The USC Penny Harvest wrapped up its third successful year
The USC Penny Harvest Leadership Academy empowers Los Angeles-area elementary school students to give back to their community and provides USC students– from USC Dornsife and USC Annenberg School for Communication and Journalism– with practical experience in civic engagement and nonprofit leadership.
This year, student leaders for Penny Harvest created a “Wheel of Caring” in which they identified key topics of concern in their community. They worked to persuade other students about the importance of foster care, animal shelters, homelessness, childhood cancer, and people with disabilities. In many cases, their curiosity and desire to address these issues were inspired by personal experience.
For Griffin Avenue Elementary School, the USC Penny Harvest provided an infrastructure and context within which the school community mobilized to help a student who was a victim of a violent crime, as they tripled the amount of funds raised in pennies to donate to his family.
After months of collecting pennies, student leaders from all schools took on the task of researching organizations that best served the cause of their choosing. In the second half of the year, they continued to develop skills in civic engagement and philanthropy. Concerned about gang violence in their community, students at Lou Dantzler Preparatory Charter Elementary School donated their funds to Homeboy Industries. Student leaders at Resurrection Catholic School approached the decision making process diligently, and were passionate about ensuring their funds were donated to an organization that would do the most good. At Sheridan Street Elementary School, the USC Penny Harvest inspired students to engage in frequent dialogue about topics in the news, keeping them engaged in global, as well as domestic, issues.
The amounts raised were as follows:
Griffin Avenue Elementary School: $914 to the Court Appointed Special Advocates (CASA) of Los Angeles and a local animal shelter
Sheridan Street Elementary School: $1222 to the Unification of Disabled Latin Americans
Lou Dantzler: $ TBD to Homeboy Industries
Resurrection Catholic School: $1365 to the Children’s Cancer Unit at Children’s Hospital Los Angeles and L.A. Animal Services (local animal shelter)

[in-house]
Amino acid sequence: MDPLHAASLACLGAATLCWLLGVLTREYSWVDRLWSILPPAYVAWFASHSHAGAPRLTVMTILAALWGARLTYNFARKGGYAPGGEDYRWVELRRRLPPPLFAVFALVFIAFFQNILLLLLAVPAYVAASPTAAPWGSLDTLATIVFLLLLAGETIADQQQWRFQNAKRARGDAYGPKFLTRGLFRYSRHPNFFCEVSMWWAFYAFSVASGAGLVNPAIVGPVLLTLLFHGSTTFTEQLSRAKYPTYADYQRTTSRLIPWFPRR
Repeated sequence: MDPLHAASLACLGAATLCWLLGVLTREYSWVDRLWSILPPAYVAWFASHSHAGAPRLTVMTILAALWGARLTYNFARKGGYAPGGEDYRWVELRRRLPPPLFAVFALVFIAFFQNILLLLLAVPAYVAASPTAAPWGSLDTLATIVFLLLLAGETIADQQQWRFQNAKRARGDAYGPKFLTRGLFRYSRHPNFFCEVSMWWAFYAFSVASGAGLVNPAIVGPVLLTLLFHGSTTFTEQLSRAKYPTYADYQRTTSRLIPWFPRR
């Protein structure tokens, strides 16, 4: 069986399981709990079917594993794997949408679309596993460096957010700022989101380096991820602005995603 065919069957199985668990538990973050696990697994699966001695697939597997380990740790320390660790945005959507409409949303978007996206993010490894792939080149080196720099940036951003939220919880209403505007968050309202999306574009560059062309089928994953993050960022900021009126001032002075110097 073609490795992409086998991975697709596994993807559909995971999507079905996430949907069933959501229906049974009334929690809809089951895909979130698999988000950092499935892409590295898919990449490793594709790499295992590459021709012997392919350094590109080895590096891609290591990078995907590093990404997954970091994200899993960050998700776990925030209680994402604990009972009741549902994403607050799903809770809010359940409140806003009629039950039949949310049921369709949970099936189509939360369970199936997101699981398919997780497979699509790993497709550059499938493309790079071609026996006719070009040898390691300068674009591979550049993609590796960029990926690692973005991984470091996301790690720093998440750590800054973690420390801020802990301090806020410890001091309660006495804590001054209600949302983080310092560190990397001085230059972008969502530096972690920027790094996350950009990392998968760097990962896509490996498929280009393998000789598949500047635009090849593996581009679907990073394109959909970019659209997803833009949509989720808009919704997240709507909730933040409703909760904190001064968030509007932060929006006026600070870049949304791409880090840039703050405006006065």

To provide further education on civic engagement, a new component was added to this year’s Penny Harvest activities. Student leaders from Griffin spoke before a Lincoln Heights Neighborhood Council meeting in April, where they presented to elected officials about the impact of the Penny Harvest, addressing foster care, and requesting that the Council match the funds they raised. Students also asked for help renovating their old auditorium. The Council was highly welcoming and appreciated the students’ presentation. A decision has yet to be made regarding the funding.
Earlier, the students participated in a Leadership Academy at USC’s University Park Campus, hosted by Dr. Ann Crigler’s undergrads in her political science class. A survey from the Academy showed an increase in self-efficacy, or level of confidence in the ability to complete a goal, in the students with respect to (1) getting help from adults and friends when they have social problems; (2) finding community resources and making good use of them for the school; and (3) serving as a good example for the community. This may serve as proof that when children have the resources to address a problem they care about, the result is an observable amount of growth in their capacity for leadership, interpersonal connection, and generosity.